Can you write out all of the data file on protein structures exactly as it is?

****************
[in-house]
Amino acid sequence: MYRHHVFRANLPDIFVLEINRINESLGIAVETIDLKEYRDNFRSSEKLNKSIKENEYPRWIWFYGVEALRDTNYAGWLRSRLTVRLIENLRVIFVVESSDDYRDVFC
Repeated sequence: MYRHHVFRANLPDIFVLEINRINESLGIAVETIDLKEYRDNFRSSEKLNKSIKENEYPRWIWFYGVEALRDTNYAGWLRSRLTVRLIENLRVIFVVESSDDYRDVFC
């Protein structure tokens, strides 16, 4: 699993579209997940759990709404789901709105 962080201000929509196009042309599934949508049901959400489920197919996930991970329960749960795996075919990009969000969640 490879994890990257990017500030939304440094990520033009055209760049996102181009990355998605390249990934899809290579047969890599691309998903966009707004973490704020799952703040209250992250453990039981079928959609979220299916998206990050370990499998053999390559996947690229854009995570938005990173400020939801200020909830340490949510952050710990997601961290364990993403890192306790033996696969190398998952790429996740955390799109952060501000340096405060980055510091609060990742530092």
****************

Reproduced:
[in-house]
Amino acid sequence: MYRHHVFRANLPDIFVLEINRINESLGIAVETIDLKEYRDNFRSSEKLNKSIKENEYPRWIWFYGVEALRDTNYAGWLRSRLTVRLIENLRVIFVVESSDDYRDVFC
Repeated sequence: MYRHHVFRANLPDIFVLEINRINESLGIAVETIDLKEYRDNFRSSEKLNKSIKENEYPRWIWFYGVEALRDTNYAGWLRSRLTVRLIENLRVIFVVESSDDYRDVFC
């Protein structure tokens, strides 16, 4: 699993579209997940759990709404789901709105 962080201000929509196009042309599934949508049901959400489920197919996930991970329960749960795996075919990009969000969640 490879994890990257990017500030939304440094990520033009055209760049996102181009990355998605390249990934899809290579047969890599691309998903966009707004973490704020799952703040209250992250453990039981079928959609979220299916998206990050370990499998053999390559996947690229854009995570938005990173400020939801200020909830340490949510952050710990997601961290364990993403890192306790033996696969190398998952790429996740955390799109952060501000340096405060980055510091609060990742530092």